Friday 29 February 2008

Being a 'locavore'

Bit of a lapse from grace to report. Two restaurant meals in the past 48 hours. Maybe it's the realisation we're due back in England next week and will no longer be able to sit in the sun pretending it's June.

Neither meal was wantonly extravagant. The first was at what is basically a seafood caff called Chez Loulou which serves some of the most brilliantly fresh shellfish and fish I've ever eaten. The second was at a restaurant that overlooks the oyster beds at Bouzigues.

I'm not going to tell you the name because it's a mercifully Brit-free zone which is becoming increasingly rare in this part of France. Not that I mind my fellow countrymen, I just don't want them to outnumber the French.

I justified the whole exercise to myself on the following grounds

a) I was eating local food and drinking local wine. Being a 'locavore' (someone who does just that) is very PC these days

b) Oysters are ridiculously cheap here - about 8 euros (just over £6 a dozen - enough for two)

c) Grilled fish and oysters are hugely healthy

d) Oysters were at one time the food of the poor so I was just undertaking a bit of historical research . . .

Still, not exactly frugal, I must confess.

Wednesday 27 February 2008

All-in-one roast veggies

What would you do with a kilo of pigs' liver? No, don't answer that - I'm not sure I'm up to it but it's so cheap in our local French supermarket at the moment - 2 euros (£1.50) a kilo - that I feel I should be.

As it was I wimped out and bought a coil of Toulouse sausage for just over 5 euros (£4) plus a whole load of veg to make one of my favourite recipes, a tray of roast veggies.

It's an infinitely flexible dish that you can vary depending on what you have available. The French, as I've noted before, don't do root veg in a big way so I had to make it with out of season Mediterranean veg which went slightly against the grain but still wasn't expensive.

I used an onion, a large red pepper (much sweeter here, don't know why), a large courgette, a bulb of fennel two plum tomatoes. You simply prepare and quarter or slice them put them into a large roasting tin, season (salt, pepper, thyme and 4 cloves of garlic, bashed and left whole), slosh over some olive oil, mix the whole thing together and roast in a moderate to hot oven (about 190°-200°C, depending on the veg) for about 45 minutes to an hour, tossing them again half way through. You know when they're done when the veggies are nicely caramelised.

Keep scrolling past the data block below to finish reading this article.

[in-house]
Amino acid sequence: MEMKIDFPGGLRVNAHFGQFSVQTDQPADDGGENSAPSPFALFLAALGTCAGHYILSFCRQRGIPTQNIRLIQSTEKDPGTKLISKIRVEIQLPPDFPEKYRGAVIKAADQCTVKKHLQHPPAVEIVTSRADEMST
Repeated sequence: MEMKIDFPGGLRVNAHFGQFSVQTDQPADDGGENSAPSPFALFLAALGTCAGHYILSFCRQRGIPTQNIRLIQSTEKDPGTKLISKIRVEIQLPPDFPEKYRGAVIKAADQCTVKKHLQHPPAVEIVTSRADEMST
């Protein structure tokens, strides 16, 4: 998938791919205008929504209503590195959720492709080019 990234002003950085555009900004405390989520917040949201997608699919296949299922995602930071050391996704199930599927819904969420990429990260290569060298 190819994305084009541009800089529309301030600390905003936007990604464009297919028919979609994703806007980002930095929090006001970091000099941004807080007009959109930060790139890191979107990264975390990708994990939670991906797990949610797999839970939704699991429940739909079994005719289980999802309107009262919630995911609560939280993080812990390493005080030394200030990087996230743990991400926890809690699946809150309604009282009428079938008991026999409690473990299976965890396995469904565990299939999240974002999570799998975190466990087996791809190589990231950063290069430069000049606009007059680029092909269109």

We ate half with half the sausages and set aside the remainder for lunchtime sandwiches today. (We'll use the leftover sausages but those veg are also brilliant with goats' cheese.)

It's a really good dish to make from a veg box when they never seem to give you very much of anything or from end of day cheap veg from a market stall. I could eat it every week.

Monday 25 February 2008

Two vegetable minestrone

Today is one of those rare days when the weather is worse in France than it is in England. It's simply chucking it down. Cue soup for lunch.

A quick raid on the fridge reveals some outer leek leaves I'd felt moved to save for an occasion like this, some celery (with a lot of leaves which is good) and some chopped serrano ham (like bacon bits or lardons). That looked a bit insubstantial so I also unearthed a large tin of flageolet beans thinking I could use half for the soup and half with tonight's supper of leftover roast lamb.

I simply fried the serrano ham in olive oil for a few minutes (could have used chopped streaky bacon), added the chopped leeks and celery and a pinch of dried thyme and cooked them slowly with the lid on the pan for about 7 or 8 minutes. I then added half the tin of beans - drained and rinsed - and about 600ml vegetable stock made with an organic (but as it turns out rather over-salty) stock cube. However hadn't added any extra salt so OK.